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A team of researchers from the University of Maryland (UMD) and the U.S. Army Research Laboratory (ARL) have devised a groundbreaking "Water-in-Salt" aqueous Lithium ion battery technology that could provide power, efficiency and longevity comparable to today's Lithium-ion batteries, but without the fire risk, poisonous chemicals and environmental hazards of current Lithium batteries.
The team of researchers, led by Chunsheng Wang, an associate professor in UMD's Department of Chemical & Biomolecular Engineering, and Kang Xu, senior research chemist at the Sensor and Electron Devices Directorate of ARL, said their work, published this week in the journal Science, demonstrates a major advance in the long history of water-based (aqueous) batteries by doubling the voltage, or power, of an aqueous battery.
The researchers said their technology holds great promise, particularly in applications that involve large energies at kilowatt or megawatt levels, such as electric vehicles, or grid-storage devices for energy harvest systems, and in applications where battery safety and toxicity are primary concerns, such as safe, non-flammable batteries for airplanes, naval vessels or spaceships, and in medical devices like pacemakers.
"Through this work we were able to increase the electrochemical window of aqueous electrolyte from less than 1.5 Volts to ~ 3.0 Volts and demonstrated high voltage aqueous full Lithium-ion cell with 2.3 Volts, showing for the first time that aqueous batteries could seriously compete in terms of power and energy density with the non-aqueous lithium-ion batteries that power our mobile, digital lifestyle" said Wang, who also is affiliated with the University of Maryland Energy Research Center and the Maryland NanoCenter.
According to Lt. Col. (Retired) Edward Shaffer, who heads the Army Research Laboratory's Energy and Power Division, the significant potential advantages this new approach has over current batteries "could lead to thermally, chemically and environmentally safer batteries carried and worn by soldiers; safe, reduced-footprint energy storage for confined spaces, particularly submarines; and novel hybrid power solutions for military platforms and systems."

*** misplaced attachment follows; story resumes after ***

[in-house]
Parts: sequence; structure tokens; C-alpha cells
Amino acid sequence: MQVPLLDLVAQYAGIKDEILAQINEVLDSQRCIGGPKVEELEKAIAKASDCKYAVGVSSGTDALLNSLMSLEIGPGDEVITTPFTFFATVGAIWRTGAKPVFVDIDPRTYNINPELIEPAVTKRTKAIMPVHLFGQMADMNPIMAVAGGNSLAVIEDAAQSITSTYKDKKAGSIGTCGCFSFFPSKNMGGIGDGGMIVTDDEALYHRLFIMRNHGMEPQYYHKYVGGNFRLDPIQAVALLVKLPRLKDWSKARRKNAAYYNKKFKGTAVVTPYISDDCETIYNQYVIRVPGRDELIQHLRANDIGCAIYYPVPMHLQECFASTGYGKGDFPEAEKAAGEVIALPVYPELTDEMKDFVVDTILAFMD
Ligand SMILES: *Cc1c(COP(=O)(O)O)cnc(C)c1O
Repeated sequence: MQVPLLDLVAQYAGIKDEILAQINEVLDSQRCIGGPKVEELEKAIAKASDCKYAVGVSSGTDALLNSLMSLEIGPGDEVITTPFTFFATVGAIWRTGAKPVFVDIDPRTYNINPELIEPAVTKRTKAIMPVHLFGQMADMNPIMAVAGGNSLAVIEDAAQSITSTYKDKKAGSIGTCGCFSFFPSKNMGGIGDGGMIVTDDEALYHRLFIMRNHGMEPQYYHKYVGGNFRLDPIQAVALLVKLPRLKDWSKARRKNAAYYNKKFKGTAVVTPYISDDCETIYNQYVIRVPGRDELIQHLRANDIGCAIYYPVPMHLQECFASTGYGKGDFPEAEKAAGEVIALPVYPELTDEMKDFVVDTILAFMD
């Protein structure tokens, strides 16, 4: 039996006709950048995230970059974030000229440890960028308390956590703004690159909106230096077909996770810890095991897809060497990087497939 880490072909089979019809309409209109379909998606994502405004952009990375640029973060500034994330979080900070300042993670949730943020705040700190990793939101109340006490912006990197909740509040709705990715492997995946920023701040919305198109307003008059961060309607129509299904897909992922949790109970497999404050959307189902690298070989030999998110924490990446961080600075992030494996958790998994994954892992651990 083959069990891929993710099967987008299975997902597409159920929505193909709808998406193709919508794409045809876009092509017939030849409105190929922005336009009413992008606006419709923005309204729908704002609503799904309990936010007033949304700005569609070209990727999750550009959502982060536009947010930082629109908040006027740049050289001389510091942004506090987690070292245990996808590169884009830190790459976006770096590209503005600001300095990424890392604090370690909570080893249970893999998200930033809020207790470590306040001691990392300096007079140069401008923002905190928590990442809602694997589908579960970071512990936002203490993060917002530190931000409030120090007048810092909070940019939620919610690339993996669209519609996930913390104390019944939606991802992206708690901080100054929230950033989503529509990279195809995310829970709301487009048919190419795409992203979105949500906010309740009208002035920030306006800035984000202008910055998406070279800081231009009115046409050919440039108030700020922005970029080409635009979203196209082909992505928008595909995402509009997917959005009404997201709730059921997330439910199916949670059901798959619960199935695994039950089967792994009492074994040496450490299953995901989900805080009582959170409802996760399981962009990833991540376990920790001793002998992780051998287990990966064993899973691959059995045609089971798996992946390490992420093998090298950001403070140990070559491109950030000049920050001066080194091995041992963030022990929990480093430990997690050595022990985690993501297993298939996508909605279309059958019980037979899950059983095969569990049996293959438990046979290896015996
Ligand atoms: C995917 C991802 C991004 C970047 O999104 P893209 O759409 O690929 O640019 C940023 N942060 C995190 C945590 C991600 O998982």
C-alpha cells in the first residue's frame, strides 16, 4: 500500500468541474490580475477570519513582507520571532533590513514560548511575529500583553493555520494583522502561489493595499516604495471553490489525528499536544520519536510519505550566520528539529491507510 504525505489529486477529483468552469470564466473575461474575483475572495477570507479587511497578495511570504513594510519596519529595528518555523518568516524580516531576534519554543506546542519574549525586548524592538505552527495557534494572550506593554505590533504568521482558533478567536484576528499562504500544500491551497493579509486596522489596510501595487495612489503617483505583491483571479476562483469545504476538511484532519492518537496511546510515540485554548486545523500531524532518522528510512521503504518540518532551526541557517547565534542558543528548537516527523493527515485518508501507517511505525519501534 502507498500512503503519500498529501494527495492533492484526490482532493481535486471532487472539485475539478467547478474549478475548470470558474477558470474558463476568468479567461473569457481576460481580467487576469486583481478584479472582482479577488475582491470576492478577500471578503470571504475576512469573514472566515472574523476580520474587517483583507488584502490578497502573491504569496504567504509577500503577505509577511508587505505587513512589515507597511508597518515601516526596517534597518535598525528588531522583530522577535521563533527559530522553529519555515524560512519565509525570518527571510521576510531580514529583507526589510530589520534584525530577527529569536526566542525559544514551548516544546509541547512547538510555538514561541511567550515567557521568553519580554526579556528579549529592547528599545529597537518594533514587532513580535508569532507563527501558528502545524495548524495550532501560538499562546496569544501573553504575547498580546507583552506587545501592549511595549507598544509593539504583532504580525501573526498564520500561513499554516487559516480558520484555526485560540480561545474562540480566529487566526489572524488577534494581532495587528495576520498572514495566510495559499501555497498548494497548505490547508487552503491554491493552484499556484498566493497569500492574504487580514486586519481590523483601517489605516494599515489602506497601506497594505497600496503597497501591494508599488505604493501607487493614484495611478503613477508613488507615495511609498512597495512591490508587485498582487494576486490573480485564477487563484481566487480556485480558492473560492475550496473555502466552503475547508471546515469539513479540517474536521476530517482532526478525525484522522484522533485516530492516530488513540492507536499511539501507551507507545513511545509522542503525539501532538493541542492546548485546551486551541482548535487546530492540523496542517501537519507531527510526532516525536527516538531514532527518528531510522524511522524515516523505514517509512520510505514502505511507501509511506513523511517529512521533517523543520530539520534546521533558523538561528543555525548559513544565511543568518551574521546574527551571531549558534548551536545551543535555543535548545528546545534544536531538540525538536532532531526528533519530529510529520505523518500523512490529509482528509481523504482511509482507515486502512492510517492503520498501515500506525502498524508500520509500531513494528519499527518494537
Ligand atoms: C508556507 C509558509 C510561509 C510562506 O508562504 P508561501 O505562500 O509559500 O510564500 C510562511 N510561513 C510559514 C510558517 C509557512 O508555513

Researchers Wang, Xu and colleagues found that the key to their breakthrough was the use of a type of water-based electrolyte containing ultrahigh concentrations of a carefully selected Lithium salt. This approach transformed the battery's chemistry, resulting in the formation of a thin protective film on the anode electrode for the very first time in a water-based battery. Known in battery science as a "Solid Electrolyte Interphase (SEI)," such a protective and stabilizing film is essential to the high performance characteristics of state-of-the-art Li-ion batteries. It previously has been achieved only in non-aqueous electrolytes.
"What's most important about our work is the breakthrough made at the fundamental level," said UMD Postdoctoral Research Associate Liumin Suo, who is a member of Wang's research group and first author of the Science paper. "Prior to this work no one thought it possible to form SEI in water-based [batteries], but we demonstrated that it can happen."
The UMD & ARL team compared the performance of their new "Water-in-Salt" battery with that of other aqueous battery systems. They showed that high stability of other aqueous batteries was achieved only at the expense of voltage and energy density and vice versa. However, the formation of an anode/electrolyte interphase in their "Water-in-Salt" electrolyte allowed them to break this inverse relationship between cycling stability and high voltage and to achieve both simultaneously.
"Researchers in the Li-ion battery field have recently found that previously "useless" solvents could be made functional in Li-ion cells through the addition of high concentrations of salts. The work by Suo et al., extends this idea to the case of the solvent, water. By extending the operational voltage window to approximately 3 Volts, it is possible that a new generation of safer and possibly less expensive Li-ion cells could result," said Dalhousie University (Nova Scotia) Professor Jeff Dahn, a leading battery researcher, who was not involved in the study.
"Only further R&D efforts will be able to verify the practicality of this discovery, so prudence is needed in assessing the potential of this, or any basic research advance," said Dahn, the NSERC-3M Canada Industrial Research Chair in Materials for Advanced Batteries.
"Our finding opens an entirely new avenue to aqueous electrochemical devices, not only batteries, but also devices like supercapacitors and electroplating devices," said Xu.